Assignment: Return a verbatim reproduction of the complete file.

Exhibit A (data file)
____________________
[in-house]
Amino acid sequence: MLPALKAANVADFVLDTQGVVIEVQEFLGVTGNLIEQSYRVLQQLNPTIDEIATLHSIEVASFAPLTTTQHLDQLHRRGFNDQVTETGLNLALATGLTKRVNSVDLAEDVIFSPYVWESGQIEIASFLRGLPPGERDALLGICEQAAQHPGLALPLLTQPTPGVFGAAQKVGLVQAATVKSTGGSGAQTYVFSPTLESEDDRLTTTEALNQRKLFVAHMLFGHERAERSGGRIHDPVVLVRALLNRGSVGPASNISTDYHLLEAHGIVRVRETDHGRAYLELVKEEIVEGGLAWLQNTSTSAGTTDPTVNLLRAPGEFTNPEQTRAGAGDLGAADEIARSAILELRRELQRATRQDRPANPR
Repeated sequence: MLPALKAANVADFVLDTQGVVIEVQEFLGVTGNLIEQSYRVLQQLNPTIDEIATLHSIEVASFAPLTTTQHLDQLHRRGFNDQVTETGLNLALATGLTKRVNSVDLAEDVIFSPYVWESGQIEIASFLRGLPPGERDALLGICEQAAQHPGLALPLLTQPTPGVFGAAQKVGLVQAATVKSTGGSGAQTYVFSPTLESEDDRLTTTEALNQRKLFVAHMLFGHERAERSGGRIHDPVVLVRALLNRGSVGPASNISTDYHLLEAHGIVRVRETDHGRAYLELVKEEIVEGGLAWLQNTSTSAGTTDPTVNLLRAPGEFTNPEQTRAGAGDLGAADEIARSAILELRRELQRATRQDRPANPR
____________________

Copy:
[in-house]
Amino acid sequence: MLPALKAANVADFVLDTQGVVIEVQEFLGVTGNLIEQSYRVLQQLNPTIDEIATLHSIEVASFAPLTTTQHLDQLHRRGFNDQVTETGLNLALATGLTKRVNSVDLAEDVIFSPYVWESGQIEIASFLRGLPPGERDALLGICEQAAQHPGLALPLLTQPTPGVFGAAQKVGLVQAATVKSTGGSGAQTYVFSPTLESEDDRLTTTEALNQRKLFVAHMLFGHERAERSGGRIHDPVVLVRALLNRGSVGPASNISTDYHLLEAHGIVRVRETDHGRAYLELVKEEIVEGGLAWLQNTSTSAGTTDPTVNLLRAPGEFTNPEQTRAGAGDLGAADEIARSAILELRRELQRATRQDRPANPR
Repeated sequence: MLPALKAANVADFVLDTQGVVIEVQEFLGVTGNLIEQSYRVLQQLNPTIDEIATLHSIEVASFAPLTTTQHLDQLHRRGFNDQVTETGLNLALATGLTKRVNSVDLAEDVIFSPYVWESGQIEIASFLRGLPPGERDALLGICEQAAQHPGLALPLLTQPTPGVFGAAQKVGLVQAATVKSTGGSGAQTYVFSPTLESEDDRLTTTEALNQRKLFVAHMLFGHERAERSGGRIHDPVVLVRALLNRGSVGPASNISTDYHLLEAHGIVRVRETDHGRAYLELVKEEIVEGGLAWLQNTSTSAGTTDPTVNLLRAPGEFTNPEQTRAGAGDLGAADEIARSAILELRRELQRATRQDRPANPR